I was first exposed to Doris Salcedo’s diverse oeuvre while working toward my art history minor in college. It was during a Latin American art history course, taught by the insightful and passionate Cyriaco Lopes, where I became acquainted and enamored with the talent of many creatives from the region. My interest was piqued by themes of sociopolitical activism and aspects of contemplative mourning, motifs running through much of the art produced by Latin American artists in the 20th and 21st centuries. Salcedo’s body of work is no exception, and is the quintessence of these artistic devices. Her artwork plays on nuance and ambiguity, evoking an eerie, gentle stillness that goads one to delve deeper to comprehend the various facets of her message.
While exploring New York City in July of last year, I learned that a retrospective exhibition of her works was being held at the Solomon R. Guggenheim Museum. Having never seen any of her work outside the lecture room, I was eager to better understand the compelling and enigmatic prose her art composes.
At first glance, Doris Salcedo’s retrospective exhibition may have appeared, to the unacquainted, as a collection of vintage furniture store outcasts. Wardrobes, bed frames, and chairs functionally hindered by poured concrete, stacked tables fostering the growth of grass from their scarred surfaces; her works challenge the viewer to look within, and metaphysically beyond them to fully assimilate their significance. Salcedo’s works, as well as those of other Latin American artists, often take the shape of requiems for lost freedom, justice, and life, whether as a result of violence, the residual effects of colonialism, or governmental and military oppression.
Making its American debut at the retrospective, Salcedo’s large installation, Plegaria Muda, embodies the notion of artwork being utilized to memorialize loss. Loosely translating to “silent prayer” and intending to evoke the imagery of graves en masse, Plegaria Muda was inspired by the loss of life due to gang- and military-related violence in Los Angeles and her native Colombia. Similarly full of sorrow and remembrance, A Flor de Piel was created as a response to the tragedy of a female nurse who was tortured to death in Colombia. The work—a large shroud of individual rose petals stitched together, spanning over twelve feet long and seven feet wide—fills an entire room and commands the viewer’s unmitigated attention and reflection. The idiomatic phrase of the title, which literally likens flesh to the fragility of flowers, suggests one being overcome with raw emotion and sensitivity.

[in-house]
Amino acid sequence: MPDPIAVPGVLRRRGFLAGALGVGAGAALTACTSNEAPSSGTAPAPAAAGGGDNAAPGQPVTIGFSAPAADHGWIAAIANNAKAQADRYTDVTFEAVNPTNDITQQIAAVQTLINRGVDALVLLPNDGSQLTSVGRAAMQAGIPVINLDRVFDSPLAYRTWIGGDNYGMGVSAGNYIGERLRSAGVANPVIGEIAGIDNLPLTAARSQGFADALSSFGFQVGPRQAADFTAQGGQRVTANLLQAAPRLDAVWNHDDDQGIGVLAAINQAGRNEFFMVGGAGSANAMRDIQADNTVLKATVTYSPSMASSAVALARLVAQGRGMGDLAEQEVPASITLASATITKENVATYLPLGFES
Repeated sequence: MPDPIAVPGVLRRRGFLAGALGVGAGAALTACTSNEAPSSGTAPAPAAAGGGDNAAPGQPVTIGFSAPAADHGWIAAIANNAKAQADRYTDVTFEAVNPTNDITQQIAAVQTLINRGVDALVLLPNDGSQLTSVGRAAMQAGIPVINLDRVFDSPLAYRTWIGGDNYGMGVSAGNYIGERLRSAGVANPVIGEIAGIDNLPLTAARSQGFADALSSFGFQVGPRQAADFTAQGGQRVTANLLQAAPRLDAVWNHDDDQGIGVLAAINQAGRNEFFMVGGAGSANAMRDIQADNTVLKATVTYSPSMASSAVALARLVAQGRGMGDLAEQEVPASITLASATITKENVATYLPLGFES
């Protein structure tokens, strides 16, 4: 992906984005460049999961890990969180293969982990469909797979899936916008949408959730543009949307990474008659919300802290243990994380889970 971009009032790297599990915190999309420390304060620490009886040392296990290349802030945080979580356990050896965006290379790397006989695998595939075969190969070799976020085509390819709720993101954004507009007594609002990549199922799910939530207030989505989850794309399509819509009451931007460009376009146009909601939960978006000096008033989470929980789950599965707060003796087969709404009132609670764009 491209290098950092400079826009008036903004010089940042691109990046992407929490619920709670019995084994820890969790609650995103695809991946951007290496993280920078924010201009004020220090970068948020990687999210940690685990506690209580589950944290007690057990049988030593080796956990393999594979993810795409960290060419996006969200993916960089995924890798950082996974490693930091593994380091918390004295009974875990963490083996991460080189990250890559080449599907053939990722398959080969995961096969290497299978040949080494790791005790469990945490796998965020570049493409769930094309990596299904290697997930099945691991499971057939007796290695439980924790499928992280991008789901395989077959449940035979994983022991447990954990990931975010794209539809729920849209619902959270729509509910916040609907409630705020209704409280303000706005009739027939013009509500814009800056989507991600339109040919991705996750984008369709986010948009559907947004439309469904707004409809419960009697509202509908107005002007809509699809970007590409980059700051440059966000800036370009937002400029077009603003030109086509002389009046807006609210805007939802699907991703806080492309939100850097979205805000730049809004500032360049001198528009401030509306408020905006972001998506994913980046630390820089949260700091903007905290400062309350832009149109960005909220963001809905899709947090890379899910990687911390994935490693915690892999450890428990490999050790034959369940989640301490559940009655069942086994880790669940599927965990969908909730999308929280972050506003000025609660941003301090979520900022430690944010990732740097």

The term “retrospective” proves an apt and multifaceted application of Salcedo’s works. Her work is vestigial, mournful, and symbolic, culminating in a powerful collection that leaves the viewer in a state of quiet lament. Her work can evoke a sense of calm; a conciliating white noise fills the empty space in the galleries where her works stoically sit. Though Salcedo also spends a significant amount of time creating public installations, the more formal setting of a gallery neither hinders the sheer force, nor mutes the stentorian voice of her creations.
Through her works, Salcedo reflects on and honors lives lost and tragically altered by sociopolitical violence and injustice. Her work also encourages discourse about the human consequences of corruption in society. With activism being at the forefront of much 20th and 21st century Latin American art, Salcedo’s work demonstrates that she is a leader in the movement of art as a means for change and progress in the realms of politics and culture.
I ended my museum journey in the somewhat clandestine basement of the Guggenheim, where a short film produced by the Museum of Contemporary Art Chicago, “Doris Salcedo’s Public Works,” was being screened as a complement to Salcedo’s exhibition. In the film, Salcedo discusses works apart from those exhibited, as well as her theory and concept of art on a larger scale. “Art does not give answers, only poses questions,” she emphatically says. With that in mind, it is up to us, the beholders of the art and denizens of society, to conceive answers to many of the seemingly unrelenting questions of loss and adversity that her work demands.
You can see more at: vimeo.com/120164736